79. 79. Therefore, we predict an increase in environmentally friendly development projects financed and managed by MFIs; MFIs will gradually increase their capacity to outreach the double bottom line between social (poverty reduction) and environmental objectives (less Co2 emissions). (ex. MFIs financing the implementation of low carbon-intensive stoves for rural households).
    80. 80. We shouldn’t disregard the prohibitive initial costs of many greener alternatives. The direction of the business will be towards a more sustainable development, but the process towards this direction might be slow. </li></li></ul><li>Environmental Sustainability: Questions<br />Carbon intensity urban dwellers &gt; rural dwellers<br />Why Envt. Sustainability focus on rural MF? <br />Environmental Sustainability &MF Sustainability<br />Mutually Compatible?<br />
    81. 81. 18BRAC AND THE VALUE CHAIN<br />
    82. 82. BRAC and the Value Chain: Surprises<br />BRAC heavily invested in its supply chain that helps clients - from finding business opportunities/ feasibility to launching the products into the market.<br />Sustainable for BRAC<br />Improve productivity for clients<br />The projects are very flexible and are truly driven by customers’ needs.<br />
    83. 83. BRAC and the Value Chain: Predictions<br /><ul><li>Bigger involvement of the Governments in each step of BRAC’s value chain. In Bangladesh the Government is already playing a more active role and, acknowledged the success of the organization, it will try to gain more exposure in order to claim some of the benefits achievable through BRAC’s projects.
    84. 84. The increasing involvement by Governments (partnership) will also be facilitated in the event that the institutions will not adjust their overall financial performance (i.e. ROE, ROA, Debt/Equity - http://www.mixmarket.org/mfi/brac/data)
    85. 85. BRAC will further expand its business geographically in many other African Countries than the ones covered today. As a result of this, its gross loan portfolio and number of active borrowers will continue to increase. </li></li></ul><li>BRAC and the Value Chain: Questions<br /><ul><li>If BRAC collapses:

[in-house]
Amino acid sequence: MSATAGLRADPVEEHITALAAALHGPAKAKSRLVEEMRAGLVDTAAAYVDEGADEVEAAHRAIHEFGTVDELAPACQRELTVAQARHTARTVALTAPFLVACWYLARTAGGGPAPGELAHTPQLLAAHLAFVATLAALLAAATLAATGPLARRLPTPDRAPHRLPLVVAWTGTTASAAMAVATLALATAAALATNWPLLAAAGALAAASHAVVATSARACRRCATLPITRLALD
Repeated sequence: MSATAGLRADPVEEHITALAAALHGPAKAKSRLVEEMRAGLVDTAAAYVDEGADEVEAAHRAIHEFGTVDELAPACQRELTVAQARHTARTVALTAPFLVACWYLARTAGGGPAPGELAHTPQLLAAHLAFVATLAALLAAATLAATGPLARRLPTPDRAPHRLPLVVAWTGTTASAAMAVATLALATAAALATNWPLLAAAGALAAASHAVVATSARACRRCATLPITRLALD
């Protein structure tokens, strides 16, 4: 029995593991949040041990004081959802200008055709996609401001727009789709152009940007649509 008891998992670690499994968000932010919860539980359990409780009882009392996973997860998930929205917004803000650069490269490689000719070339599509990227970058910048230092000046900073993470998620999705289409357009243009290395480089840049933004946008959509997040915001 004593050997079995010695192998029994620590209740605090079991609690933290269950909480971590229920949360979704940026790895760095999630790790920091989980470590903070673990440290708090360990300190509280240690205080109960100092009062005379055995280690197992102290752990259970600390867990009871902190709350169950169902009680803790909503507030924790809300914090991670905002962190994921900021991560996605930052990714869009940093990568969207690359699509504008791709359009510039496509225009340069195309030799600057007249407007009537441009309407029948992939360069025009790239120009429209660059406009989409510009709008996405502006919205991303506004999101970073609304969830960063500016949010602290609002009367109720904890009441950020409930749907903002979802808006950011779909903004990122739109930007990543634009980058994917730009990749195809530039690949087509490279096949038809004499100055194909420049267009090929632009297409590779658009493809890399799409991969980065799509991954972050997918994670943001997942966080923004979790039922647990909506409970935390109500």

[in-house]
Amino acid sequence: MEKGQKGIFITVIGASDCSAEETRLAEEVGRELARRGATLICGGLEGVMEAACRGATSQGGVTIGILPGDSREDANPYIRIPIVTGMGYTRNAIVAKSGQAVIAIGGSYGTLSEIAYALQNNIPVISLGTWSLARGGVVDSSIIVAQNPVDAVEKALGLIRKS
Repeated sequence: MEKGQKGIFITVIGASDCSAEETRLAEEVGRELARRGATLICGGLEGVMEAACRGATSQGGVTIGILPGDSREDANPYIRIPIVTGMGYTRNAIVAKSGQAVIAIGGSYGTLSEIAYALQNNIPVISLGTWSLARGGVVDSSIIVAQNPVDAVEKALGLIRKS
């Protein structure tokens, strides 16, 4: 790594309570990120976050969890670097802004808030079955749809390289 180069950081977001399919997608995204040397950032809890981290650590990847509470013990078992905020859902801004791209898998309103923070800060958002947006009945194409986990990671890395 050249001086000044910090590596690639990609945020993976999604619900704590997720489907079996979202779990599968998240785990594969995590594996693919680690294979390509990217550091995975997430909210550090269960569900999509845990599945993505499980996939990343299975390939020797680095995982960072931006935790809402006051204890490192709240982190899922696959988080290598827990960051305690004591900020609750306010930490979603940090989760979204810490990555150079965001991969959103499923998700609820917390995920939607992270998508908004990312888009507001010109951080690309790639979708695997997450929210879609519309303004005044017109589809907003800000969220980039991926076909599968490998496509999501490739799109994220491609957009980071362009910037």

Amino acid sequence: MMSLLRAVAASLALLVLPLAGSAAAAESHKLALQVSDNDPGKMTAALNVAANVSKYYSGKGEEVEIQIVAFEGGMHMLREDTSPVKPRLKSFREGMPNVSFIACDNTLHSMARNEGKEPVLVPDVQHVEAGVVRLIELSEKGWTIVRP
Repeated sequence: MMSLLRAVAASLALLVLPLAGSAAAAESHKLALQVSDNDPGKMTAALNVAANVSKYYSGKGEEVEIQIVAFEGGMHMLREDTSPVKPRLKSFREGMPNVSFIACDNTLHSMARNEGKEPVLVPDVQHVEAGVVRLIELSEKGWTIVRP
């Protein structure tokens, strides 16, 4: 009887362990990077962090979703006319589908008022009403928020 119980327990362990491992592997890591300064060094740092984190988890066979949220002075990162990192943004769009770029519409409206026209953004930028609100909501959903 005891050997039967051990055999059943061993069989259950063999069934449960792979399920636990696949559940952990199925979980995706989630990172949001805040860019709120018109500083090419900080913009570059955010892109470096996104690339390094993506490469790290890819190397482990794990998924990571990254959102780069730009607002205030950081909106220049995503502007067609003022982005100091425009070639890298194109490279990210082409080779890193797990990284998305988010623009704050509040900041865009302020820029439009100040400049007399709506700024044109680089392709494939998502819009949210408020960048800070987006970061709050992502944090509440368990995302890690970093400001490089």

86. 86. What would be the impact?
    87. 87. Would it be ‘allowed’ to collapse?
    88. 88. Should Bangladesh start ‘bailing out’ MFIs?</li></li></ul><li>19AFGHANISTAN CASE<br />
    89. 89. Microcredit in Kabul: A surprise from the reading<br />The MFI in the reading appeared completely unaware of the context in which it was operating.<br />No basic understanding or cultural sensitivity vis-à-vis working with women in an Islamic country.<br />No understanding of the economics of the village in the study and the villagers’ ability to repay credit.<br />The MFI did not evaluate or seem interested in whether their was even a need for credit.<br />The surprise? The MFI was BRAC.<br />71<br />
    90. 90. Microcredit in Kabul:A prediction or two<br />BRAC will realize that it can’t simply export its model from Bangladesh to any other country without modifications.<br />One hopes that BRAC will learn from its mistakes in Afghanistan, although Professor Wilson indicated that they turned a blind eye to the criticism in the study.<br />Aid agencies will be more careful in pushing micro-credit as a panacea, especially in “post-” conflict areas such as Afghanistan.<br />72<br />
    91. 91. Microcredit in Kabul:A question or two<br />Is there any indication that aid agencies, etc., are becoming more aware of the problems created by pushing supply-driven MFIs in conflict areas or elsewhere?<br />Has BRAC started operations in any other new countries since its experience in Afghanistan, and has it had better success?<br />73<br />
    93. 93. Prudential V. Non-prudential regulation<br />Prudential Regulation<br />Aims to protect financial system as a whole.<br />Regulates capital adequacy norms, reserves and liquidity requirements.<br />Dictated by government, State, or official third- party laws and mandates<br />Non-Prudential Regulation<br />Governs conduct of business practices<br /> Regulates disclosure of interest rates, standardized contracts, transparency of terms, and fraudulent marketing practices.<br />Safeguards interest and rights of consumers. <br />75<br />
    94. 94. Policy to cope with high interest rates<br />76<br />
    95. 95. New Models for MF Regulation<br />Stronger consumer protection laws and enforcement. (South Africa)<br />Alternative Dispute Resolution Forums<br />Hot-lines for complaints<br />Debt-relief agencies<br />Consumer-rights education.<br />Interest caps that have product and market relevance.<br />77<br />
    96. 96. 21WILD CARD: FOCUS ON WOMEN<br />
    97. 97. Microfinance Focus on Women<br />79<br />